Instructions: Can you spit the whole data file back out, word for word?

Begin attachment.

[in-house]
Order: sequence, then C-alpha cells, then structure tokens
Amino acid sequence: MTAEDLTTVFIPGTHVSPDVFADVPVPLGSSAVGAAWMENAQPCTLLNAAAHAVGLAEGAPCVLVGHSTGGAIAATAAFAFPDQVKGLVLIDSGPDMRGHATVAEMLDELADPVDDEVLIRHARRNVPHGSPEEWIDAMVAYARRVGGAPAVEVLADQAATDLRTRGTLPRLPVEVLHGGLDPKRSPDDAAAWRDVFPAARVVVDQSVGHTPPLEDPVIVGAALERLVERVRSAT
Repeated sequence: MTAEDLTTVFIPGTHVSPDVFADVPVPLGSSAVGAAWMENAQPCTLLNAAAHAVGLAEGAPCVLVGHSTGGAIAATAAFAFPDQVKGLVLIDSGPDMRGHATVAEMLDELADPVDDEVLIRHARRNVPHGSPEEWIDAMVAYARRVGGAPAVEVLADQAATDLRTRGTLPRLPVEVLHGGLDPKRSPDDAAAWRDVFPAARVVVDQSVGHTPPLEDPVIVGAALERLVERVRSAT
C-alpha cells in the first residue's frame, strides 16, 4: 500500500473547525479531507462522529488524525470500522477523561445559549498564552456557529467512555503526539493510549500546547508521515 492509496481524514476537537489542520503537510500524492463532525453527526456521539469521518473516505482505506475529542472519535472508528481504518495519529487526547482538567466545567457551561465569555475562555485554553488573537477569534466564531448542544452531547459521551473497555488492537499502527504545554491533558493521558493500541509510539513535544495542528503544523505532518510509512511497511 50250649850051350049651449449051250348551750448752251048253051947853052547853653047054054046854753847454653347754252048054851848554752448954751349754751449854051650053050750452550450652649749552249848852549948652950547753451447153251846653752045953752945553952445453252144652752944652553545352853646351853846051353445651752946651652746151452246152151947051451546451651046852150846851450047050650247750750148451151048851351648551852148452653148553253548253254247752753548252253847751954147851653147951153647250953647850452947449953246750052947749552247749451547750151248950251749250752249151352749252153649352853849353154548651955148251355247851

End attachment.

[in-house]
Order: sequence, then C-alpha cells, then structure tokens
Amino acid sequence: MTAEDLTTVFIPGTHVSPDVFADVPVPLGSSAVGAAWMENAQPCTLLNAAAHAVGLAEGAPCVLVGHSTGGAIAATAAFAFPDQVKGLVLIDSGPDMRGHATVAEMLDELADPVDDEVLIRHARRNVPHGSPEEWIDAMVAYARRVGGAPAVEVLADQAATDLRTRGTLPRLPVEVLHGGLDPKRSPDDAAAWRDVFPAARVVVDQSVGHTPPLEDPVIVGAALERLVERVRSAT
Repeated sequence: MTAEDLTTVFIPGTHVSPDVFADVPVPLGSSAVGAAWMENAQPCTLLNAAAHAVGLAEGAPCVLVGHSTGGAIAATAAFAFPDQVKGLVLIDSGPDMRGHATVAEMLDELADPVDDEVLIRHARRNVPHGSPEEWIDAMVAYARRVGGAPAVEVLADQAATDLRTRGTLPRLPVEVLHGGLDPKRSPDDAAAWRDVFPAARVVVDQSVGHTPPLEDPVIVGAALERLVERVRSAT
C-alpha cells in the first residue's frame, strides 16, 4: 500500500473547525479531507462522529488524525470500522477523561445559549498564552456557529467512555503526539493510549500546547508521515 492509496481524514476537537489542520503537510500524492463532525453527526456521539469521518473516505482505506475529542472519535472508528481504518495519529487526547482538567466545567457551561465569555475562555485554553488573537477569534466564531448542544452531547459521551473497555488492537499502527504545554491533558493521558493500541509510539513535544495542528503544523505532518510509512511497511 50250649850051350049651449449051250348551750448752251048253051947853052547853653047054054046854753847454653347754252048054851848554752448954751349754751449854051650053050750452550450652649749552249848852549948652950547753451447153251846653752045953752945553952445453252144652752944652553545352853646351853846051353445651752946651652746151452246152151947051451546451651046852150846851450047050650247750750148451151048851351648551852148452653148553253548253254247752753548252253847751954147851653147951153647250953647850452947449953246750052947749552247749451547750151248950251749250752249151352749252153649352853849353154548651955148251355247851